“Think about the mothers who will take those children tomorrow morning to the bus stop wondering whether their children will arrive back on that bus safe and sound,” Christie said darkly. “Think about the fathers of Los Angeles who tomorrow will head off to work and wonder about the safety of their wives and their children.”

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Cruz Blusters and Trump Sulks at Tense Republican Debate

    Someone needs to explain carpets to Ted Cruz.

    They’re continuous stretches of material, usually rectangular, sometimes round. They’re not staggered, interrupted, with stops, starts, holes and sharp jags so they smother and blot out only the evil bits of floor but leave adjacent, innocent ones untouched.

    When you call for carpet bombing, as Cruz did again Tuesday night, you are not outlining a strategy of pinpoint targeting or of any discernment.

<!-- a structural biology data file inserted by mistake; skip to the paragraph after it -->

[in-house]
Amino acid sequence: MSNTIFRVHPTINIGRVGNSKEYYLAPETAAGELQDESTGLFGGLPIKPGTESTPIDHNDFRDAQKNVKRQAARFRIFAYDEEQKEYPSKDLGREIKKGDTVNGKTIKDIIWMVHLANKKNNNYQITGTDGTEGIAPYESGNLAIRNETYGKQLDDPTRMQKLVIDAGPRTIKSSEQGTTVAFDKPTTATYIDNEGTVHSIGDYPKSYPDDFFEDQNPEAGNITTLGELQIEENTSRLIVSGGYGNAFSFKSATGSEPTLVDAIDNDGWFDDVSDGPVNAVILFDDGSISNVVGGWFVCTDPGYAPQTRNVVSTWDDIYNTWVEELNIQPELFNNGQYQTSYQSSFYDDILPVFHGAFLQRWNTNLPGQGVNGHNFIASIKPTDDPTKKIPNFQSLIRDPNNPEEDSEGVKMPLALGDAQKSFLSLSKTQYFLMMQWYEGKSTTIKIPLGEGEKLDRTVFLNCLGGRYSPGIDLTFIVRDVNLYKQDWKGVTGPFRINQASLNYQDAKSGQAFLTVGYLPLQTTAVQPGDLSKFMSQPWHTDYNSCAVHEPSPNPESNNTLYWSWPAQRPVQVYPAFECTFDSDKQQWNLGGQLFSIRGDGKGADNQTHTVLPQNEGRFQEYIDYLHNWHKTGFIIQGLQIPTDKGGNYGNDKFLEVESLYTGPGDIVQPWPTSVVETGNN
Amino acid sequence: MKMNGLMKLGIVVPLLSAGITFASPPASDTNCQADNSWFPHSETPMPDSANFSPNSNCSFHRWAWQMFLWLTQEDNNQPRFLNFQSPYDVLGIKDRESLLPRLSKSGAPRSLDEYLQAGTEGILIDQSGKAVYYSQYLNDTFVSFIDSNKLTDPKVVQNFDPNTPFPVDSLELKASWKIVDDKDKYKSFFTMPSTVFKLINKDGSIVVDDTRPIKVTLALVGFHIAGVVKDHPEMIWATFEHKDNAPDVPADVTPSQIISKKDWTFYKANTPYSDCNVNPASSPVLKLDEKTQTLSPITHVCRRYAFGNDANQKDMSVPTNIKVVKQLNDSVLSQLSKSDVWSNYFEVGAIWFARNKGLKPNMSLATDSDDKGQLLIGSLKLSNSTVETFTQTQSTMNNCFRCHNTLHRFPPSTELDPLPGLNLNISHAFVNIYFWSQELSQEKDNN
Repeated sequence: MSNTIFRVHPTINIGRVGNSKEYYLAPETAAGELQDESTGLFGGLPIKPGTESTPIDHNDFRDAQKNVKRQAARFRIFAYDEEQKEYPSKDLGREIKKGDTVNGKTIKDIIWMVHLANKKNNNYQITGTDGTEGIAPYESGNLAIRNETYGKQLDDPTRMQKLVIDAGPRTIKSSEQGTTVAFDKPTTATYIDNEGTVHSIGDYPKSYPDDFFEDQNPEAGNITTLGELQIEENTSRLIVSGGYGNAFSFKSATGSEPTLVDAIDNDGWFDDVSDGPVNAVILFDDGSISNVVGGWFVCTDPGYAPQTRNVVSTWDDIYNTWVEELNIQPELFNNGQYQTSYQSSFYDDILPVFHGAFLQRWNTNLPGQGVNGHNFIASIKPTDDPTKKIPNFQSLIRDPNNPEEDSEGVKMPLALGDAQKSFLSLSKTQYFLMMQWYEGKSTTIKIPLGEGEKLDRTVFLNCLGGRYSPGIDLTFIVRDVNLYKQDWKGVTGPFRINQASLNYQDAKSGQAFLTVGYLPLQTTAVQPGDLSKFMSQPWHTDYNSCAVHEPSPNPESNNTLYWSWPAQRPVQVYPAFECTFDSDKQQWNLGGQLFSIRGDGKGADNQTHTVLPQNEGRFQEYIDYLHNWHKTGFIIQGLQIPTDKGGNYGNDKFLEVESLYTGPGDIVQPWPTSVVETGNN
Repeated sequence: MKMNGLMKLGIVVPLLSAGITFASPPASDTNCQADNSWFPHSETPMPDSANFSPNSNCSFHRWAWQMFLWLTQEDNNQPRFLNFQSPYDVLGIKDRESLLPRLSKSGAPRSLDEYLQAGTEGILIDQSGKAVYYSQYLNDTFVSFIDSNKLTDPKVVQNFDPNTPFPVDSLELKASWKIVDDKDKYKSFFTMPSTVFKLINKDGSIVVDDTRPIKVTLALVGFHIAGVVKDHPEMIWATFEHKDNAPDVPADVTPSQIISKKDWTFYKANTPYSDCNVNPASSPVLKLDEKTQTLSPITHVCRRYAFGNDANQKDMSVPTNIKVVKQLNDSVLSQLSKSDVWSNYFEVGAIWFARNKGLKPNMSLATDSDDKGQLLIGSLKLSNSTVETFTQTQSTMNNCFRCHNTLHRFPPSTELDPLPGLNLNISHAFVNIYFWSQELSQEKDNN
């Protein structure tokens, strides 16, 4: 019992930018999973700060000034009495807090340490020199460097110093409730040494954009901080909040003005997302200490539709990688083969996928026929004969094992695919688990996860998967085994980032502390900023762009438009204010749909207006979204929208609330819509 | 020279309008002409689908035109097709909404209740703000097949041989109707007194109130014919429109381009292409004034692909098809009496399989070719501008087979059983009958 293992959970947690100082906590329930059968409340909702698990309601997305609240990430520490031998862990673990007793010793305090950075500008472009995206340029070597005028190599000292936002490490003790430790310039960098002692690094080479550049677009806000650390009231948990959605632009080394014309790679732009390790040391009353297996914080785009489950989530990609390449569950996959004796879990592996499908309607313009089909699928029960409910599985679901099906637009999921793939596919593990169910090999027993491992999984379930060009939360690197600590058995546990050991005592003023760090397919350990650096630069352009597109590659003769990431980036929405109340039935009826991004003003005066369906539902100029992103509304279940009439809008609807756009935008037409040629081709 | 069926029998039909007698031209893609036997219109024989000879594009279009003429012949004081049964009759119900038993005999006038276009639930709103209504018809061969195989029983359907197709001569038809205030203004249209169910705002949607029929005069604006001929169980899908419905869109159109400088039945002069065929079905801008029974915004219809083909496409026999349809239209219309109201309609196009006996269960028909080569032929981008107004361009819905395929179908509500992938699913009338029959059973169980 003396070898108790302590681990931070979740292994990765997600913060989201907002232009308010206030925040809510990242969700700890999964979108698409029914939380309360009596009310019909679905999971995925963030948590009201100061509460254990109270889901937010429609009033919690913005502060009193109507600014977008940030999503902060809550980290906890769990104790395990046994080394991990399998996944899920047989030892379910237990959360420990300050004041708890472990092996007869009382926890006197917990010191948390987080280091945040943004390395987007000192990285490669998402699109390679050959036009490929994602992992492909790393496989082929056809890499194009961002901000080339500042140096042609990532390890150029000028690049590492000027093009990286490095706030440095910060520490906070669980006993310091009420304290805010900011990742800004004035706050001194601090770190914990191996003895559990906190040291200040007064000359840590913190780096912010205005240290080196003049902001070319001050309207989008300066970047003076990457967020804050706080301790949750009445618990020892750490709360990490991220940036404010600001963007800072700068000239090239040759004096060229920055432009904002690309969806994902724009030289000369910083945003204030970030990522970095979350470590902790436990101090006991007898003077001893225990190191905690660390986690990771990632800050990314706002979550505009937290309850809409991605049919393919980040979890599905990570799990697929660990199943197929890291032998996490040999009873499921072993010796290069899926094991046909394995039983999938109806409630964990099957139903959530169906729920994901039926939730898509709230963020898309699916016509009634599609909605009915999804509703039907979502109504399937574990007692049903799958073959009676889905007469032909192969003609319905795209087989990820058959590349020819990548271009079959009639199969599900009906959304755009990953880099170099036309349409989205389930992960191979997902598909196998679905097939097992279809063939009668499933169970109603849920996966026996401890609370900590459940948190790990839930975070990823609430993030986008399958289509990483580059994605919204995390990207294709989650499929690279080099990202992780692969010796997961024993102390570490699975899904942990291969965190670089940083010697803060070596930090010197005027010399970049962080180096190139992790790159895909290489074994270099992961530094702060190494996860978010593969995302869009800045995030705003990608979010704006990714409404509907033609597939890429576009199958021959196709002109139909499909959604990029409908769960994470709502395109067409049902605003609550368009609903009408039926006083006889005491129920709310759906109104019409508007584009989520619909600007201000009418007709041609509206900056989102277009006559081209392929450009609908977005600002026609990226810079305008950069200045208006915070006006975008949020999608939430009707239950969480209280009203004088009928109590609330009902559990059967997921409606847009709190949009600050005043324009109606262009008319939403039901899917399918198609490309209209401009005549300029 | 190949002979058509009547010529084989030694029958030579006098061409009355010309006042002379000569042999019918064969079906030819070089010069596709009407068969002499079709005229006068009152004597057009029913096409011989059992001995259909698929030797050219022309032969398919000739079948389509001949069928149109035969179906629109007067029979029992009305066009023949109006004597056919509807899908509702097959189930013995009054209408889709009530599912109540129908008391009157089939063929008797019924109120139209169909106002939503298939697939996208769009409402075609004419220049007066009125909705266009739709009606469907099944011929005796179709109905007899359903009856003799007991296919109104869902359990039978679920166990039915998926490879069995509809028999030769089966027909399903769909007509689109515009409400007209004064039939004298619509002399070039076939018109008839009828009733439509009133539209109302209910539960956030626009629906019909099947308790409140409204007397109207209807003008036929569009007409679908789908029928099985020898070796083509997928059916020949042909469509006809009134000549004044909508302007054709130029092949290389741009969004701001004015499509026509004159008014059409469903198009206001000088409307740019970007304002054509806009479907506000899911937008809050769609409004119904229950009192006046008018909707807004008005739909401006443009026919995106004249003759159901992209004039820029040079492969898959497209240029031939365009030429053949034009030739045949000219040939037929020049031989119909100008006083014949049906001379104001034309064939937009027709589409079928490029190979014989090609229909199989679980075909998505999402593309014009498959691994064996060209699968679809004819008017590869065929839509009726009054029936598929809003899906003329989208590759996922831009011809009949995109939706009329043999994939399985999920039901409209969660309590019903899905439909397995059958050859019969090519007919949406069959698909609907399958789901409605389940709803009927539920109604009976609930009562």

You are sounding big and bold and advocating something indiscriminate. That’s the nature of a carpet. You can’t pretend otherwise.

    Unless you’re Cruz, who can pretend just about anything.

    “You would carpet bomb where ISIS is, not a city, but the location of the troops,” he said, as if there’s no mingling and the fighters of the Islamic State are somehow clustered apart from everyone they control, extinguished with the mere dropping of a rug.

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Coke’s PR Scam Explodes

    If your car’s battery terminals are corroded, just open a can of Coca-Cola. Coke will dissolve corrosion, making your battery connections spiffy clean in a jiffy.

    Ironically, however, Coca-Cola can’t seem to clean up its own corrosive corruption structure.

    By hook or crook, the sugar-water purveyor has long battled schools, nutritionists, and parents concerned about the soda industry’s role in America’s childhood obesity epidemic. Like Big Oil’s climate-change deniers and Big Tobacco’s cancer deniers, Coke and its industry cohorts have put profiteering above public health, aggressively using everything from front groups to outright lies to keep shoving sugary drinks at children.

    Last year, Coke quietly poured $1.5 million into the Global Energy Balance Network. This quasi-academic PR front group asserts that obesity isn’t caused by high-calorie soda pushers, but by parents who fail to make their kids burn off those calories with vigorous exercise.